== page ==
Main content

## 8th grade

### Course: 8th grade > Unit 3

Lesson 12: Recognizing functions- Testing if a relationship is a function
- Relations and functions
- Recognizing functions from graph
- Checking if a table represents a function
- Recognize functions from tables
- Recognizing functions from table
- Checking if an equation represents a function
- Does a vertical line represent a function?
- Recognize functions from graphs
- Recognizing functions from verbal description
- Recognizing functions from verbal description word problem

© 2023 Khan AcademyTerms of usePrivacy PolicyCookie Notice

# Checking if an equation represents a function

Sal determines if y is a function of x from looking at an equation. Created by Sal Khan.

## Want to join the conversation?

- Is it safe to say that if there are exponents in the relationship that it will not be a function? Is this generally true? Thanks(3 votes)
- Not necessarily.

Take the relationship y = x^2

y can be a function of x because every x value has only one y value.

But x could not be a function of y, because each positive y has two x values.(13 votes)

- but how did he make that arc? How will you know what shape to draw on a line?(2 votes)
- Not sure yet dude, but one thing I've found on Khan Academy is to trust Sal and then later on you find the answers down the track. I've found that when he introduces concepts you don't understand, generally it seems you don't need to understand how to do them at this stage (if you are following through a logical progression). Looking at an equation and being able to draw it is probably something that comes from a ton of experience!(13 votes)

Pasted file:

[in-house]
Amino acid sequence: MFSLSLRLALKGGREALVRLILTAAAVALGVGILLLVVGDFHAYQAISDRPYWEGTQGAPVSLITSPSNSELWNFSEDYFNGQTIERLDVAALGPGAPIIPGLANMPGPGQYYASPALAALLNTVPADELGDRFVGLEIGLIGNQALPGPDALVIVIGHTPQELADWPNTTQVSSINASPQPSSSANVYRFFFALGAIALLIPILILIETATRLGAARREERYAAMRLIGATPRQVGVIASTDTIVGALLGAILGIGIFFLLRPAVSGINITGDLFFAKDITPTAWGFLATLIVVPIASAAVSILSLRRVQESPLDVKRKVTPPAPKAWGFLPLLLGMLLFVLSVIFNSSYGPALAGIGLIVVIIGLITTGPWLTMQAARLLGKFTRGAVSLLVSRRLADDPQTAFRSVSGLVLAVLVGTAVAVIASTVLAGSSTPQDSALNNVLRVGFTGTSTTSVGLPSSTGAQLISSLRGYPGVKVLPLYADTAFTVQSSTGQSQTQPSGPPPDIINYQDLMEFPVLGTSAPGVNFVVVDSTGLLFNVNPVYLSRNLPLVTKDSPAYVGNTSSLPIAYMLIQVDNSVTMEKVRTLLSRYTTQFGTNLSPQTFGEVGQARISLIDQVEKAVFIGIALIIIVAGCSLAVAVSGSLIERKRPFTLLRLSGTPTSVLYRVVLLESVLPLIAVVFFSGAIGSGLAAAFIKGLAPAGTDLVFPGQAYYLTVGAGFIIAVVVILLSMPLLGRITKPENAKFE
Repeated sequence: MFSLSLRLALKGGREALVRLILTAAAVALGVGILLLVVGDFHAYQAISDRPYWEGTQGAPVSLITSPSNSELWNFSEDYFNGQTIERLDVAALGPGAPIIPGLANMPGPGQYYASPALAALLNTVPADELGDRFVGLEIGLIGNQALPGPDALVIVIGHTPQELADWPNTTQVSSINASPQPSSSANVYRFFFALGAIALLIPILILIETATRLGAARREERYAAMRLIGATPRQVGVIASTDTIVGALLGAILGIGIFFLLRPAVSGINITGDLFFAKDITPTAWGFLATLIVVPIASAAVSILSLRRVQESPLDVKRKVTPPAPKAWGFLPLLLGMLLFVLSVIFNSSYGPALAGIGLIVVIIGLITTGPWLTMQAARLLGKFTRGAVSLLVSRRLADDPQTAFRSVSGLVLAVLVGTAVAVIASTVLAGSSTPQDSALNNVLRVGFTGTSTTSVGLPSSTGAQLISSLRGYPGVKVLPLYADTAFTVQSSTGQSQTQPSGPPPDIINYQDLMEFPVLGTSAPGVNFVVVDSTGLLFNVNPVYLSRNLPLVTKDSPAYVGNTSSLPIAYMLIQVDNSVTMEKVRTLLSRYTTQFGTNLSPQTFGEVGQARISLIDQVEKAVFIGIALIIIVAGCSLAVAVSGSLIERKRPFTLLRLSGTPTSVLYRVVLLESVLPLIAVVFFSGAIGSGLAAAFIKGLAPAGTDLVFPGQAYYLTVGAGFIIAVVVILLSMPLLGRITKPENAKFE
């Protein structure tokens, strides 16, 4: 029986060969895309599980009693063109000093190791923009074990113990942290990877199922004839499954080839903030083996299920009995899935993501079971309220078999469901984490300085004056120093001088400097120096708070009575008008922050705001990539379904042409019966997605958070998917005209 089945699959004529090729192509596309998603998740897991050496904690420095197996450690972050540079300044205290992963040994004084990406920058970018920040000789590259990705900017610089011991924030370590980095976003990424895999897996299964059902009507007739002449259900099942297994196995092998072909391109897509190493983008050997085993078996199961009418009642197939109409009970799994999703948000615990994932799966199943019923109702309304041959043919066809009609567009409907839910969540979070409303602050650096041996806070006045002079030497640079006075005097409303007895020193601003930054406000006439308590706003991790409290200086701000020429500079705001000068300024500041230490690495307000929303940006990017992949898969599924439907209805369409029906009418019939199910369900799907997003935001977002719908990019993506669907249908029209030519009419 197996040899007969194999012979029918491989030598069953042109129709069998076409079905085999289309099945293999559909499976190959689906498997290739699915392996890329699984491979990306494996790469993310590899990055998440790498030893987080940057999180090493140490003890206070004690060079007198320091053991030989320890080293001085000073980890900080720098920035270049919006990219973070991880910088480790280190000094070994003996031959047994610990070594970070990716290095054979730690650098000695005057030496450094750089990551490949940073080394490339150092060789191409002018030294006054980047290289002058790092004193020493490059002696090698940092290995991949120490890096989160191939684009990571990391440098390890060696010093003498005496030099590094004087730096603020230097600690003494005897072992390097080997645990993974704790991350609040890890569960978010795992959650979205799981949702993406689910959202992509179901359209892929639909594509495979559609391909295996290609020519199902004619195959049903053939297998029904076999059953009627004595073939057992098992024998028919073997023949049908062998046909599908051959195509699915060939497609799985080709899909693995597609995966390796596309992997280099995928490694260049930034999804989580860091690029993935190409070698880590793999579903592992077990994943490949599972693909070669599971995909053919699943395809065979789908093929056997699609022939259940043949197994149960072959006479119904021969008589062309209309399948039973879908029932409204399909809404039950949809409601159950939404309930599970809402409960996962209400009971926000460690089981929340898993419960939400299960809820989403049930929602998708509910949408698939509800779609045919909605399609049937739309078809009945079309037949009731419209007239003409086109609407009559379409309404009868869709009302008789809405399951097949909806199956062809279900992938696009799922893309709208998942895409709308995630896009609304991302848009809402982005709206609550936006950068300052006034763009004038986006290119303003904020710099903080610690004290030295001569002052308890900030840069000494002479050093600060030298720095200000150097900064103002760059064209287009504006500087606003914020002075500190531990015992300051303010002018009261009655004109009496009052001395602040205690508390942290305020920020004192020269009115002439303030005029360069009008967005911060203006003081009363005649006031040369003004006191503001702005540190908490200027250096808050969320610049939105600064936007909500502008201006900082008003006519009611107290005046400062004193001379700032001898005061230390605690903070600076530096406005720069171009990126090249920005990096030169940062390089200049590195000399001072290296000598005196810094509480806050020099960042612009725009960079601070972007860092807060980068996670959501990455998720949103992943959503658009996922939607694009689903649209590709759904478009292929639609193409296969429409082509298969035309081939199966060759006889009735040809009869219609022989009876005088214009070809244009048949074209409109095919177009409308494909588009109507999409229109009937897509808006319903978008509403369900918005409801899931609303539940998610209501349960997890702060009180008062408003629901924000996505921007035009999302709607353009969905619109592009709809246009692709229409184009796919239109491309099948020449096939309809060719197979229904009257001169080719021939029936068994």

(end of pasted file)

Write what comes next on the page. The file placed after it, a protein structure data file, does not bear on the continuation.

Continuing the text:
- rose are red viliot are blue i'm stuck in school and so are you(7 votes)
- he made a trident at time =2:13ish(3 votes)
- no its a fish fork(4 votes)

- What happens if there is 1 input but 0 outputs? Would this be a function?(3 votes)
- I really don't understand any of this!(3 votes)
- Couldn't I just plug this equation into my graphing calculator since they are allowed in most high school math classes and the math sats?(0 votes)
- That depends on whether you understand the concepts. It is fine to have software to help you get through the tedious computations, but if you do not understand how to do the graph yourself, your calculator won't be much help.

For example, you may be given a graph and asked what equation it represents. Your graphing calculator won't help you much there.(8 votes)

- So from what I understand a functions can't be any value that's taken to an even power (but the rules and inputs can be). What other mathematical concepts are there that prevent a relation from being a function?(1 vote)
- At1:37, how does Sal just know that y=square root of (x-3) gives off that curved line. Similarly, with the negative version... It's not even in proper slope-intercept form so how the heck does he know where the hell the line is going. Someone please help!(2 votes)
- At1:37